age no where. They are equally strangers, to see and be scen, whereever they go. They are in the worst possible state to be savingly or even intellectually benefitted by the instructions and services of the Sanctuary. For they do not go to hear, but to judge-not to worship, but to see others worship-not to learn what God is, and what he requires, and to look into their own hearts and learn what they are; but they go to learn what different denominations arewhat they do, and how they differ one from the other. Such must not expect to be benefitted; for they do not go for benefit, but for curiosity. Would they choose out some one place of worship, and make that their home, even were that the less perfect one, they would find it to be for their great gain.
If from necessity, however, or from conscientious scruples, one becomes, temporarily, the attendant at another place of worship, the case is essentially changed. The motive is altogether different, and consequently the act is different.
But what shall we say of the thonghtless indulgence of some parents, even christian parents, in allowing their children to go, as a mere matter of curiosity, from one place of worship to another, not that they may be better instructed in the truth, but that they may see what is going on—that they may see the show. For they do not suppose them old enough, or if old enough, not desirous to judge of those denominational differences that induce different portions of the church to worship, as to form, according to their own peculiar views of propriety. They cannot take a more effectual way to distract their minds, to turn them away from all truth, and to make religion seem to consist in mere rites and forms.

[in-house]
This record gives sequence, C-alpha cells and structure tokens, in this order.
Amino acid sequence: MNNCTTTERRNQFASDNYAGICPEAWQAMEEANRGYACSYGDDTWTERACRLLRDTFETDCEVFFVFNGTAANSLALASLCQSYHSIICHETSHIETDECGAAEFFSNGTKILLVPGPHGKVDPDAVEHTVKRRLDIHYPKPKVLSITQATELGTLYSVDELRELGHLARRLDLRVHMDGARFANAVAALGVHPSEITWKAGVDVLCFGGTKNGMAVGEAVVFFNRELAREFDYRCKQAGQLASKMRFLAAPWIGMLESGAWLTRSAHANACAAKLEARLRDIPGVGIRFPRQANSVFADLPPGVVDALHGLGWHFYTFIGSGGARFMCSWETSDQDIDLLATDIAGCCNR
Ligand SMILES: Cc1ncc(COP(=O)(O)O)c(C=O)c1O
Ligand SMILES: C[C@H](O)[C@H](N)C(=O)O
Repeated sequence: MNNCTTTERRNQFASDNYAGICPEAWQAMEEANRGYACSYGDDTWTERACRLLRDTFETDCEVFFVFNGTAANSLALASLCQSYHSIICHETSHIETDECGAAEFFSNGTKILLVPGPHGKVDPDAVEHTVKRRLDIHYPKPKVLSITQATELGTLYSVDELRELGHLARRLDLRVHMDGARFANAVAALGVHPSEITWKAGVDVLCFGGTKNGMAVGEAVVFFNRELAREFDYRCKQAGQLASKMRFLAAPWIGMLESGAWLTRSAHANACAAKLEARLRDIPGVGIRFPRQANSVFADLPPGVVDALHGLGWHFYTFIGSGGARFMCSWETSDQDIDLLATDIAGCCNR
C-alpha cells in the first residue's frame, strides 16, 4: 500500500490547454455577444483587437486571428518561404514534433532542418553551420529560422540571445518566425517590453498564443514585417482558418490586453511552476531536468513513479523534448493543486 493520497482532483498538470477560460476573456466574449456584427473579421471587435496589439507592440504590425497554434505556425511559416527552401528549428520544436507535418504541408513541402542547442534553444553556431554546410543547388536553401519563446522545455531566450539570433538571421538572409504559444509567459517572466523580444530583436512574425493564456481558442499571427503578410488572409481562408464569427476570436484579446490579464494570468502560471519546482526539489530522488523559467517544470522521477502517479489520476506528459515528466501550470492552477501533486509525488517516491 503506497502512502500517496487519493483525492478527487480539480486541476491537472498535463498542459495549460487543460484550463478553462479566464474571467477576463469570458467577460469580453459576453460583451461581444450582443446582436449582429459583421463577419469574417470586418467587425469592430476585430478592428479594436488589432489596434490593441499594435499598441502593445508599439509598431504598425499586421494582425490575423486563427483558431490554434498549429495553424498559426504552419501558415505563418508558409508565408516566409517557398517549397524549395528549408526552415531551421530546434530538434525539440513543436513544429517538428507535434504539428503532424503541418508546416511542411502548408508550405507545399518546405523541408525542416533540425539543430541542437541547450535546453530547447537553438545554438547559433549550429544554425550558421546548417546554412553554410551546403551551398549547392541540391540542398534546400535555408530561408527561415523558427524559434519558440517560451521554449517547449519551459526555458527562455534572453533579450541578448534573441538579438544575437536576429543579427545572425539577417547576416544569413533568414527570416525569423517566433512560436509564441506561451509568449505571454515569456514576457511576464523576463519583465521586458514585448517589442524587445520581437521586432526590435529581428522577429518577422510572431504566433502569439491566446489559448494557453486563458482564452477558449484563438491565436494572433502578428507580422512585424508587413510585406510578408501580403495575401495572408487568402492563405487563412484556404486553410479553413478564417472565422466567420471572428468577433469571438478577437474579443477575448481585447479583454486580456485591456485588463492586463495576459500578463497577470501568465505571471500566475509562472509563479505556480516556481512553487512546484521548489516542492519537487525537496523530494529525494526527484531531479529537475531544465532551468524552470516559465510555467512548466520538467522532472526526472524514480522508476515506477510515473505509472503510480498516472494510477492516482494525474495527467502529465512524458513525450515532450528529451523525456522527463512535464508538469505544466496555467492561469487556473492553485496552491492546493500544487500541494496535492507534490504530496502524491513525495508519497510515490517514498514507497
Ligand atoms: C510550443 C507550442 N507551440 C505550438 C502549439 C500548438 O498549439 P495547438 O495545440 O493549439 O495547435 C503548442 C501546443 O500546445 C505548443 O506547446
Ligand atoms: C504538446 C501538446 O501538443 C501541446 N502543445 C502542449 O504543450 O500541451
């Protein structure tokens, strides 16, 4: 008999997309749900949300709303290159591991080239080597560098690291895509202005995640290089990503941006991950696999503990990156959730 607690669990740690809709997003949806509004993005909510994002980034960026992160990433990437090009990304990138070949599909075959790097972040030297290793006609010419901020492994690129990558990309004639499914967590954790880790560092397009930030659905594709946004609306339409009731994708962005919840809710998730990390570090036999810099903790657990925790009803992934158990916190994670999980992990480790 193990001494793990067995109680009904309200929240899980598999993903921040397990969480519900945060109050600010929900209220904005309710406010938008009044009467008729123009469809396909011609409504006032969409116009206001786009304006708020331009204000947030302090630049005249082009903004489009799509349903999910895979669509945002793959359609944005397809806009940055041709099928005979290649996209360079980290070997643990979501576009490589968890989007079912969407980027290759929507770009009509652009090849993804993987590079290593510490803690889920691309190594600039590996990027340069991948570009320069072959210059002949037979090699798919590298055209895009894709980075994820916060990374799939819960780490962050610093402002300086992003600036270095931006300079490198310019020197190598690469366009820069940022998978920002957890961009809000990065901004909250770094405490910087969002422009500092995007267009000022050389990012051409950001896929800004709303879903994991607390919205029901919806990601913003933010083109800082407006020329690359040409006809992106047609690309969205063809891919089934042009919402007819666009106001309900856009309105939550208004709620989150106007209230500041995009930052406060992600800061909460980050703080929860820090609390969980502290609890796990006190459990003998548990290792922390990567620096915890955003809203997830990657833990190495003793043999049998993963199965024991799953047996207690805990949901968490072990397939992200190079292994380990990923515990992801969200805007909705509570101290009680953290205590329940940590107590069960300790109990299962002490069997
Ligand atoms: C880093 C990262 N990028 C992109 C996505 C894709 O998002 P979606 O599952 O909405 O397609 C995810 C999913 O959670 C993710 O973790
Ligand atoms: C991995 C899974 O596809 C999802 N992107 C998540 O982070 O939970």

Go where you will, and you will find that the sacredness of the Sanctuary was never promoted, nay, that it has always been sadly impaired, by the whole class of curious hearers--by them of itching ears; by all those children and youth, who, more than for any other reason, wander from church to church that they may break away from parental restraint, and enter into other folds to disturb the flock.
5. How may the sacredness of the Sanctuary be preserved, or recovered when lost?
On this head I may not enlarge. It is needless. Remove the causes, and the evil will disappear. When in the house of God, demean yourself as if you realized that you were indeed in the presence of the heart-searching God. Be grave, solemn, attentive, prayerful. Never, for a moment, feel yourself to be a spectator. No one can be more interested than you. Go to the Sanctuary for no ether purposes than those for which its services are appointed. Go